8 July 2010

Cougar sex drive an evolutionary adaptation

by Kate Melville

As a woman's fertility begins to wane, the brain ramps up the libido in what researchers call "reproduction expediting," an adaptive response that makes women more willing to engage in one-night stands and adventurous sexual behavior in an effort capitalize on their remaining childbearing years.

The researchers, from The University of Texas at Austin, based their findings on a study of nearly 1,000 women who were split into three groups: high fertility (ages18-26), low fertility (ages 27-45), and menopausal (ages 46 and up). The respondents answered an online questionnaire about their sexual attitudes and behavior.

The study, appearing in the journal Personality and Individual Differences, notes that women aged between 27 and 45 have a significantly heightened sex drive in response to their dwindling fertility.

Compared with the other groups, women with low fertility were more likely to experience:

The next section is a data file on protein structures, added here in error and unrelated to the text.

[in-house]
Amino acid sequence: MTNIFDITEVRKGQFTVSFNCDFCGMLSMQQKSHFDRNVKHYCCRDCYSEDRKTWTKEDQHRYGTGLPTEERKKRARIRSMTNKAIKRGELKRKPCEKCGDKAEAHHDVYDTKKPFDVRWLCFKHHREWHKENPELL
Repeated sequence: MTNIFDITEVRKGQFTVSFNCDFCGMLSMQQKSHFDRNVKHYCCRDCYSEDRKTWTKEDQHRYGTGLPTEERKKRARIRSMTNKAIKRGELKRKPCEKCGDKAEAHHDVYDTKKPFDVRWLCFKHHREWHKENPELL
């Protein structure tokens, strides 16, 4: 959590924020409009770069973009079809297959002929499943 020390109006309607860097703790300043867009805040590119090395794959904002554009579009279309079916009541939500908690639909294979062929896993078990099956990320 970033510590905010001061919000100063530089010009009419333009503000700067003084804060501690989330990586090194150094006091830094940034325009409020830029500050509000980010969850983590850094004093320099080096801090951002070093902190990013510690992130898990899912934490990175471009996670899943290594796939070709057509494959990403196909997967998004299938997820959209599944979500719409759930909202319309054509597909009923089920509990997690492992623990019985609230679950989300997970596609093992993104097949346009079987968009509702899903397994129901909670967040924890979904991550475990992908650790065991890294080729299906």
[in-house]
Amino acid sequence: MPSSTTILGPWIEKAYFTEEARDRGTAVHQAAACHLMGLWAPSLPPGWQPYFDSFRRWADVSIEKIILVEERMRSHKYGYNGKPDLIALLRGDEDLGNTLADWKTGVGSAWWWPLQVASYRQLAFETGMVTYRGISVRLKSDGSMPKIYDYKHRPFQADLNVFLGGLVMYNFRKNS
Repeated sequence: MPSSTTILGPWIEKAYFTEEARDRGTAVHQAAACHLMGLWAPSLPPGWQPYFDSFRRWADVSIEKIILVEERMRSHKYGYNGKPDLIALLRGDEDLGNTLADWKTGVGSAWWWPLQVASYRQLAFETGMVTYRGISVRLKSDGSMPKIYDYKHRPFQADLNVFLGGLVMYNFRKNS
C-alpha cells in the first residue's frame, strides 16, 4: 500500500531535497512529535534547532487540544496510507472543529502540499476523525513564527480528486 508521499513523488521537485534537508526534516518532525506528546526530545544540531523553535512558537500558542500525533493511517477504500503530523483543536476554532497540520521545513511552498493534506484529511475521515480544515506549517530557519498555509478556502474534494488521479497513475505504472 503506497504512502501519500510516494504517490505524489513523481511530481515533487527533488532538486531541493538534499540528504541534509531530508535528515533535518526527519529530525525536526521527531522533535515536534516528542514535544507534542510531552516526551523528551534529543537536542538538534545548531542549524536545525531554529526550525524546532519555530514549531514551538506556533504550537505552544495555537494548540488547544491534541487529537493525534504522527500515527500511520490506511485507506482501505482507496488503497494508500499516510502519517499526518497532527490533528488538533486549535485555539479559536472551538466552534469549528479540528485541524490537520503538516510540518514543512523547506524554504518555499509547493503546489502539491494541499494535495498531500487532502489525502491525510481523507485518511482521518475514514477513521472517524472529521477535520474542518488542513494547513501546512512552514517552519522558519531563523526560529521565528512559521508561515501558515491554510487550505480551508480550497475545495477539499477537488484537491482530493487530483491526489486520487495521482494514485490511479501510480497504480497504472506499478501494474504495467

"Our results suggest [that] these behaviors manifest in all women with declining fertility. It may be more difficult to conceive past the age of 35, but our research suggests women's psychology will continue to motivate them to try until menopause," noted researcher Judith Easton.

The study, Easton adds, highlights the changes in women's reproductive behavior from an evolutionary standpoint. The researchers attribute these differences to ingrained psychological mechanisms rooted in each gender's adaptive responses over millennia of human evolution.

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Source: University of Texas at Austin